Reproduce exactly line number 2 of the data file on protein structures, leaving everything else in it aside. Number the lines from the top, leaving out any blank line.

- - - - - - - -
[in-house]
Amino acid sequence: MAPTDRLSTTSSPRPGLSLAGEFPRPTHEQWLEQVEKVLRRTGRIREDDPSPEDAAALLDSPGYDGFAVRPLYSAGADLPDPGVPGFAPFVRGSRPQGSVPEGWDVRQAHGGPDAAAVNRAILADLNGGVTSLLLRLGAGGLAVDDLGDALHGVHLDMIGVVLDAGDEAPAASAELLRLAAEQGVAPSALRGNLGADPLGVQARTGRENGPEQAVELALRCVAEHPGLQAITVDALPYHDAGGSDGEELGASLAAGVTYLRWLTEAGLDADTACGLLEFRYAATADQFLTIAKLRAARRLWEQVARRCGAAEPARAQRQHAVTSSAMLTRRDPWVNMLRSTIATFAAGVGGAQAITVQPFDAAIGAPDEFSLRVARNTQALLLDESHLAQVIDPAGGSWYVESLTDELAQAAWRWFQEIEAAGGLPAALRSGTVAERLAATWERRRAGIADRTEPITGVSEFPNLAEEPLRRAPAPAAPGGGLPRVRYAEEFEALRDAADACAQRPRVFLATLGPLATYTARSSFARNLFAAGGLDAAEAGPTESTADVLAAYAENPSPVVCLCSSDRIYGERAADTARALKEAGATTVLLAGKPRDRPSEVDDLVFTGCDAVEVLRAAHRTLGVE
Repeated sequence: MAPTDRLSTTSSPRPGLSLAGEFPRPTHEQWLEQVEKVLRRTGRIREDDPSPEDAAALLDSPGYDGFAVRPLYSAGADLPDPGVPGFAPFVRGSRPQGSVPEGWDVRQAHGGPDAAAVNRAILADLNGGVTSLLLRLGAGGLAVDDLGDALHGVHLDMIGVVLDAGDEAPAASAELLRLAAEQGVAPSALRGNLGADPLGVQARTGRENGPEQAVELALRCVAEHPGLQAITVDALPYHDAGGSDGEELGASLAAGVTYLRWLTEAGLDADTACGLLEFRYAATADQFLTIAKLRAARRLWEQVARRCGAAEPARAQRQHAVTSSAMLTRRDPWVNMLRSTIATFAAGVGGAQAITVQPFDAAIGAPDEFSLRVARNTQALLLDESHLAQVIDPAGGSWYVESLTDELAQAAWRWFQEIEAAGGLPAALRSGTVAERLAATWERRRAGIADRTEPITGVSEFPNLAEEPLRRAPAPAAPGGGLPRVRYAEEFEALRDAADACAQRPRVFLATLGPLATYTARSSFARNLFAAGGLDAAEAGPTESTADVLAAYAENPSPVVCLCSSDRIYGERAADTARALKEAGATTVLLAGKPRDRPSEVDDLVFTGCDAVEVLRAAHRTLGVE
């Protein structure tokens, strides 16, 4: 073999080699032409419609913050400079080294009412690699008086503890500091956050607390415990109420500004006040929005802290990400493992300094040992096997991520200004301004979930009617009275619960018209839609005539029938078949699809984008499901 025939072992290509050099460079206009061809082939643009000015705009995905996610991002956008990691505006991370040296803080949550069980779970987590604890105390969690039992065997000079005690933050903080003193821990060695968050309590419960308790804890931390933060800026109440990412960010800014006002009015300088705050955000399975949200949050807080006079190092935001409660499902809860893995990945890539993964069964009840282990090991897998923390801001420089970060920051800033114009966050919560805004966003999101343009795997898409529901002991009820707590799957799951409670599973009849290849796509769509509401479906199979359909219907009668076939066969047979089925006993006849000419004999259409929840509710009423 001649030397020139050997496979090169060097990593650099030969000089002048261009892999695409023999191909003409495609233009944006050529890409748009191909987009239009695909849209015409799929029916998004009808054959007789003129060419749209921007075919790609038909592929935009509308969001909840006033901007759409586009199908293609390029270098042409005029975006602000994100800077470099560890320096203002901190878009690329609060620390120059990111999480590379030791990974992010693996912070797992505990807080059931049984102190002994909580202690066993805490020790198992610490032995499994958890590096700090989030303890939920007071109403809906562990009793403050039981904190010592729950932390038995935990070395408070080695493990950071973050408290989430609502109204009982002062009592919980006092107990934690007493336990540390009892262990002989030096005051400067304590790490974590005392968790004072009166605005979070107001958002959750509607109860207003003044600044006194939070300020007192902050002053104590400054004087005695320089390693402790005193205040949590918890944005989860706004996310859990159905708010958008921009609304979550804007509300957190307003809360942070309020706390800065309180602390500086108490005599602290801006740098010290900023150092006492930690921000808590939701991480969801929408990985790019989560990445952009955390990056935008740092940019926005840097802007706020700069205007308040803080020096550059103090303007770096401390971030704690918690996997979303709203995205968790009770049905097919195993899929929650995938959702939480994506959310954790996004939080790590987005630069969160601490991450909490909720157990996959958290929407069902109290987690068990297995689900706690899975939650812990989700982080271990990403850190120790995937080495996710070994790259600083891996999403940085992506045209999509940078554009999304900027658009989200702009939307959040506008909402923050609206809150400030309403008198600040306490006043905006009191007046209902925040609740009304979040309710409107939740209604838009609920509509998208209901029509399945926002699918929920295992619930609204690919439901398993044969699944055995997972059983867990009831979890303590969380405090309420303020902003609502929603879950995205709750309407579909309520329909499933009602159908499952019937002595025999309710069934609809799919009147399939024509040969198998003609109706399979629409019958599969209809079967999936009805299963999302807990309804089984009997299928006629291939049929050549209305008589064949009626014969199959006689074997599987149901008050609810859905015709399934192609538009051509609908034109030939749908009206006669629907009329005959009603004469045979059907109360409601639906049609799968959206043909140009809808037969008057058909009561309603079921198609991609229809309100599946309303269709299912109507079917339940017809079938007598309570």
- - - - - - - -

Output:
Amino acid sequence: MAPTDRLSTTSSPRPGLSLAGEFPRPTHEQWLEQVEKVLRRTGRIREDDPSPEDAAALLDSPGYDGFAVRPLYSAGADLPDPGVPGFAPFVRGSRPQGSVPEGWDVRQAHGGPDAAAVNRAILADLNGGVTSLLLRLGAGGLAVDDLGDALHGVHLDMIGVVLDAGDEAPAASAELLRLAAEQGVAPSALRGNLGADPLGVQARTGRENGPEQAVELALRCVAEHPGLQAITVDALPYHDAGGSDGEELGASLAAGVTYLRWLTEAGLDADTACGLLEFRYAATADQFLTIAKLRAARRLWEQVARRCGAAEPARAQRQHAVTSSAMLTRRDPWVNMLRSTIATFAAGVGGAQAITVQPFDAAIGAPDEFSLRVARNTQALLLDESHLAQVIDPAGGSWYVESLTDELAQAAWRWFQEIEAAGGLPAALRSGTVAERLAATWERRRAGIADRTEPITGVSEFPNLAEEPLRRAPAPAAPGGGLPRVRYAEEFEALRDAADACAQRPRVFLATLGPLATYTARSSFARNLFAAGGLDAAEAGPTESTADVLAAYAENPSPVVCLCSSDRIYGERAADTARALKEAGATTVLLAGKPRDRPSEVDDLVFTGCDAVEVLRAAHRTLGVE